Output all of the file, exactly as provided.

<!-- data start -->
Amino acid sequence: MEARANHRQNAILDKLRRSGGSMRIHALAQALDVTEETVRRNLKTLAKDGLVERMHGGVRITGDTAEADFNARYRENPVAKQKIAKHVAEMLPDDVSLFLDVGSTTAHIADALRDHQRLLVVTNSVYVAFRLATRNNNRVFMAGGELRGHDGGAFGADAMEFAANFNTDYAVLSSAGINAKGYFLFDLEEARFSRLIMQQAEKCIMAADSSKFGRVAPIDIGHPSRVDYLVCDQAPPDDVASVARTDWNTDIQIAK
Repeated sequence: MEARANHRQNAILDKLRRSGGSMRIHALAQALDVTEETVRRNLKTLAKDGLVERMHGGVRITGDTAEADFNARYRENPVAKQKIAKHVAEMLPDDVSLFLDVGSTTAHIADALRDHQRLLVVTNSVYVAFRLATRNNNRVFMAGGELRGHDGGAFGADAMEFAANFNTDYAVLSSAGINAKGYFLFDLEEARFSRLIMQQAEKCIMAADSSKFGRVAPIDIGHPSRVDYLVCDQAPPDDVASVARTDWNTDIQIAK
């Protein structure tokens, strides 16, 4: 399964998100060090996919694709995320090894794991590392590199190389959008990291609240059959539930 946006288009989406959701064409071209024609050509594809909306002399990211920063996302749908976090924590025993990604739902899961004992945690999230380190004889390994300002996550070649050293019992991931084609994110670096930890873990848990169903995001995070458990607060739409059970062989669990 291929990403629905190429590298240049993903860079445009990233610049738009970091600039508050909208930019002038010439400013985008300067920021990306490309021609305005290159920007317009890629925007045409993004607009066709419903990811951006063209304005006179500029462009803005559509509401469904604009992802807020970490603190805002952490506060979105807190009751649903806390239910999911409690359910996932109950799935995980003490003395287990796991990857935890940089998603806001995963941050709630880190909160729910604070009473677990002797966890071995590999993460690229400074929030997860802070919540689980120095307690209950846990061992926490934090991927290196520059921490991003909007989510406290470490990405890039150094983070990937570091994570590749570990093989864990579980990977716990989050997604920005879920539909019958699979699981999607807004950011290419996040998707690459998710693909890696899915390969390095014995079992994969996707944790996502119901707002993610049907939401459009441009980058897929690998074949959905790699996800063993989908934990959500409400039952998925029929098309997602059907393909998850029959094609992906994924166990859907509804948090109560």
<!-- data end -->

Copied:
Amino acid sequence: MEARANHRQNAILDKLRRSGGSMRIHALAQALDVTEETVRRNLKTLAKDGLVERMHGGVRITGDTAEADFNARYRENPVAKQKIAKHVAEMLPDDVSLFLDVGSTTAHIADALRDHQRLLVVTNSVYVAFRLATRNNNRVFMAGGELRGHDGGAFGADAMEFAANFNTDYAVLSSAGINAKGYFLFDLEEARFSRLIMQQAEKCIMAADSSKFGRVAPIDIGHPSRVDYLVCDQAPPDDVASVARTDWNTDIQIAK
Repeated sequence: MEARANHRQNAILDKLRRSGGSMRIHALAQALDVTEETVRRNLKTLAKDGLVERMHGGVRITGDTAEADFNARYRENPVAKQKIAKHVAEMLPDDVSLFLDVGSTTAHIADALRDHQRLLVVTNSVYVAFRLATRNNNRVFMAGGELRGHDGGAFGADAMEFAANFNTDYAVLSSAGINAKGYFLFDLEEARFSRLIMQQAEKCIMAADSSKFGRVAPIDIGHPSRVDYLVCDQAPPDDVASVARTDWNTDIQIAK
């Protein structure tokens, strides 16, 4: 399964998100060090996919694709995320090894794991590392590199190389959008990291609240059959539930 946006288009989406959701064409071209024609050509594809909306002399990211920063996302749908976090924590025993990604739902899961004992945690999230380190004889390994300002996550070649050293019992991931084609994110670096930890873990848990169903995001995070458990607060739409059970062989669990 291929990403629905190429590298240049993903860079445009990233610049738009970091600039508050909208930019002038010439400013985008300067920021990306490309021609305005290159920007317009890629925007045409993004607009066709419903990811951006063209304005006179500029462009803005559509509401469904604009992802807020970490603190805002952490506060979105807190009751649903806390239910999911409690359910996932109950799935995980003490003395287990796991990857935890940089998603806001995963941050709630880190909160729910604070009473677990002797966890071995590999993460690229400074929030997860802070919540689980120095307690209950846990061992926490934090991927290196520059921490991003909007989510406290470490990405890039150094983070990937570091994570590749570990093989864990579980990977716990989050997604920005879920539909019958699979699981999607807004950011290419996040998707690459998710693909890696899915390969390095014995079992994969996707944790996502119901707002993610049907939401459009441009980058897929690998074949959905790699996800063993989908934990959500409400039952998925029929098309997602059907393909998850029959094609992906994924166990859907509804948090109560």